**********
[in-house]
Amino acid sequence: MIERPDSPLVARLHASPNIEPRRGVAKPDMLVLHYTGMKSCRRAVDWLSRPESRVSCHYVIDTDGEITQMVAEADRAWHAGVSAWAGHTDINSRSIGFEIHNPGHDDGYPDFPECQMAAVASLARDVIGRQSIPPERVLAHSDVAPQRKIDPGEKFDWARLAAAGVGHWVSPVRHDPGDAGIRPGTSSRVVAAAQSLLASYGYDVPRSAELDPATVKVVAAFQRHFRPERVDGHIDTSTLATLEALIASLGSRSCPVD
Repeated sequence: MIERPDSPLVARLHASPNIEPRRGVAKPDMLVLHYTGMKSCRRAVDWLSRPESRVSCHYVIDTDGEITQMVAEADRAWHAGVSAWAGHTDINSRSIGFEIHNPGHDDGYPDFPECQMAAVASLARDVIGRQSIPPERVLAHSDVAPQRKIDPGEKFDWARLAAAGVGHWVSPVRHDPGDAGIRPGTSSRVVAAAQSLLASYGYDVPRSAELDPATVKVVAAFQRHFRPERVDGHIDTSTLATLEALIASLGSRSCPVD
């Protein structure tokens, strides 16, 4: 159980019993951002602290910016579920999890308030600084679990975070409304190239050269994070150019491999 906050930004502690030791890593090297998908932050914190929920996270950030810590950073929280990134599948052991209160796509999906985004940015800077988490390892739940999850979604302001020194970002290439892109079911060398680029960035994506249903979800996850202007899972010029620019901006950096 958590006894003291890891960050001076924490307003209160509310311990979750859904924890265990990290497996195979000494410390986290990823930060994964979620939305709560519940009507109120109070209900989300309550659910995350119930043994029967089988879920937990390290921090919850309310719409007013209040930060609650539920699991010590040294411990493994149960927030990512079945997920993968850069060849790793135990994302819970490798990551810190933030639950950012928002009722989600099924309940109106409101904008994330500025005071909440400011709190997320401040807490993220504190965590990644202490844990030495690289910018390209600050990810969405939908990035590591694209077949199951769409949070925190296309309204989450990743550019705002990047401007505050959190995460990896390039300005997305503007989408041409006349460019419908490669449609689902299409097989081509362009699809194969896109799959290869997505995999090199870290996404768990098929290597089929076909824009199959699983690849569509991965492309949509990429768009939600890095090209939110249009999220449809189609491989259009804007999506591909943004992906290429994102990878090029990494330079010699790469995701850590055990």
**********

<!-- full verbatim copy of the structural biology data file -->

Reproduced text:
[in-house]
Amino acid sequence: MIERPDSPLVARLHASPNIEPRRGVAKPDMLVLHYTGMKSCRRAVDWLSRPESRVSCHYVIDTDGEITQMVAEADRAWHAGVSAWAGHTDINSRSIGFEIHNPGHDDGYPDFPECQMAAVASLARDVIGRQSIPPERVLAHSDVAPQRKIDPGEKFDWARLAAAGVGHWVSPVRHDPGDAGIRPGTSSRVVAAAQSLLASYGYDVPRSAELDPATVKVVAAFQRHFRPERVDGHIDTSTLATLEALIASLGSRSCPVD
Repeated sequence: MIERPDSPLVARLHASPNIEPRRGVAKPDMLVLHYTGMKSCRRAVDWLSRPESRVSCHYVIDTDGEITQMVAEADRAWHAGVSAWAGHTDINSRSIGFEIHNPGHDDGYPDFPECQMAAVASLARDVIGRQSIPPERVLAHSDVAPQRKIDPGEKFDWARLAAAGVGHWVSPVRHDPGDAGIRPGTSSRVVAAAQSLLASYGYDVPRSAELDPATVKVVAAFQRHFRPERVDGHIDTSTLATLEALIASLGSRSCPVD
């Protein structure tokens, strides 16, 4: 159980019993951002602290910016579920999890308030600084679990975070409304190239050269994070150019491999 906050930004502690030791890593090297998908932050914190929920996270950030810590950073929280990134599948052991209160796509999906985004940015800077988490390892739940999850979604302001020194970002290439892109079911060398680029960035994506249903979800996850202007899972010029620019901006950096 958590006894003291890891960050001076924490307003209160509310311990979750859904924890265990990290497996195979000494410390986290990823930060994964979620939305709560519940009507109120109070209900989300309550659910995350119930043994029967089988879920937990390290921090919850309310719409007013209040930060609650539920699991010590040294411990493994149960927030990512079945997920993968850069060849790793135990994302819970490798990551810190933030639950950012928002009722989600099924309940109106409101904008994330500025005071909440400011709190997320401040807490993220504190965590990644202490844990030495690289910018390209600050990810969405939908990035590591694209077949199951769409949070925190296309309204989450990743550019705002990047401007505050959190995460990896390039300005997305503007989408041409006349460019419908490669449609689902299409097989081509362009699809194969896109799959290869997505995999090199870290996404768990098929290597089929076909824009199959699983690849569509991965492309949509990429768009939600890095090209939110249009999220449809189609491989259009804007999506591909943004992906290429994102990878090029990494330079010699790469995701850590055990």